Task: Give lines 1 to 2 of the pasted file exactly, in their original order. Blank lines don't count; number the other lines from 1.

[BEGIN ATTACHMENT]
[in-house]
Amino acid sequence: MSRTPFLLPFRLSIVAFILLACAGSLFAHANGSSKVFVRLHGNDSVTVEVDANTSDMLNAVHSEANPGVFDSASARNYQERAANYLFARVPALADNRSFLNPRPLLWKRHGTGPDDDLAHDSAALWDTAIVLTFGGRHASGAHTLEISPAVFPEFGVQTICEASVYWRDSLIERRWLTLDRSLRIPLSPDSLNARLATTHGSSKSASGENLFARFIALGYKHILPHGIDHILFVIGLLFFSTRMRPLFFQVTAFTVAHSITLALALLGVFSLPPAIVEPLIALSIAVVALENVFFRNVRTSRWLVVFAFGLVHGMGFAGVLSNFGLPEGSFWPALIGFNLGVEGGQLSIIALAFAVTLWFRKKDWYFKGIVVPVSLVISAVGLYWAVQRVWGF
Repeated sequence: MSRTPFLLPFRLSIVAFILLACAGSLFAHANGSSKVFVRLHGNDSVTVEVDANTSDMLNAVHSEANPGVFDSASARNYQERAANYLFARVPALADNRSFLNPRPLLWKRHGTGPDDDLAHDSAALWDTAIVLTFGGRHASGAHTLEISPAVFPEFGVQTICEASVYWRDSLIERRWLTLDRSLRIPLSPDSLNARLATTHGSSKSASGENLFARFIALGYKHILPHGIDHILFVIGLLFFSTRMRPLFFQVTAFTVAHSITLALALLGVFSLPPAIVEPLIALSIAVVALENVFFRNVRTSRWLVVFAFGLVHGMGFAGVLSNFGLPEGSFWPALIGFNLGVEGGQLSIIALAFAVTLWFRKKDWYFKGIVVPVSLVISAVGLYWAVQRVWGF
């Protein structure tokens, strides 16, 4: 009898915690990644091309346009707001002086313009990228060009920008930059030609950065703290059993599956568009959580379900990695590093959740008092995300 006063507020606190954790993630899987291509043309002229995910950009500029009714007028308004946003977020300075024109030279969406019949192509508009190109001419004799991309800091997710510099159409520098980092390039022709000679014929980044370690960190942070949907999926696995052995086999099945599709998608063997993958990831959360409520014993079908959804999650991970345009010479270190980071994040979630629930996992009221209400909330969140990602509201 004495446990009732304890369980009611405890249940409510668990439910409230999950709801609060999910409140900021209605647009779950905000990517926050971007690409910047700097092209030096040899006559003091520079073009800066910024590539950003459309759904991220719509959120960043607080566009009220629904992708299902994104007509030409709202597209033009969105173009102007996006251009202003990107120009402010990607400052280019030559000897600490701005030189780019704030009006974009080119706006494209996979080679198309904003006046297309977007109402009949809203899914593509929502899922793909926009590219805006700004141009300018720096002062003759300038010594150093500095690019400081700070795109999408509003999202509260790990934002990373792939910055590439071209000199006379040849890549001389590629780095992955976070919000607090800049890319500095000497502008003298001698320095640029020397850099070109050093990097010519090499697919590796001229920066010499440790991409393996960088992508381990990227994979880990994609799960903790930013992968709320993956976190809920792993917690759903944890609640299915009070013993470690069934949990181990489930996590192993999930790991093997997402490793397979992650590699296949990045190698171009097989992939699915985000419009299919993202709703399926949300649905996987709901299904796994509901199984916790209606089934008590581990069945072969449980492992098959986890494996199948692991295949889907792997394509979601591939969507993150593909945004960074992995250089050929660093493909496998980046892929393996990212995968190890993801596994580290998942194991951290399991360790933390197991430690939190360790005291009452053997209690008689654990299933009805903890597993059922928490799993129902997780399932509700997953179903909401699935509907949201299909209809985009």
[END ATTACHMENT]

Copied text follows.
[in-house]
Amino acid sequence: MSRTPFLLPFRLSIVAFILLACAGSLFAHANGSSKVFVRLHGNDSVTVEVDANTSDMLNAVHSEANPGVFDSASARNYQERAANYLFARVPALADNRSFLNPRPLLWKRHGTGPDDDLAHDSAALWDTAIVLTFGGRHASGAHTLEISPAVFPEFGVQTICEASVYWRDSLIERRWLTLDRSLRIPLSPDSLNARLATTHGSSKSASGENLFARFIALGYKHILPHGIDHILFVIGLLFFSTRMRPLFFQVTAFTVAHSITLALALLGVFSLPPAIVEPLIALSIAVVALENVFFRNVRTSRWLVVFAFGLVHGMGFAGVLSNFGLPEGSFWPALIGFNLGVEGGQLSIIALAFAVTLWFRKKDWYFKGIVVPVSLVISAVGLYWAVQRVWGF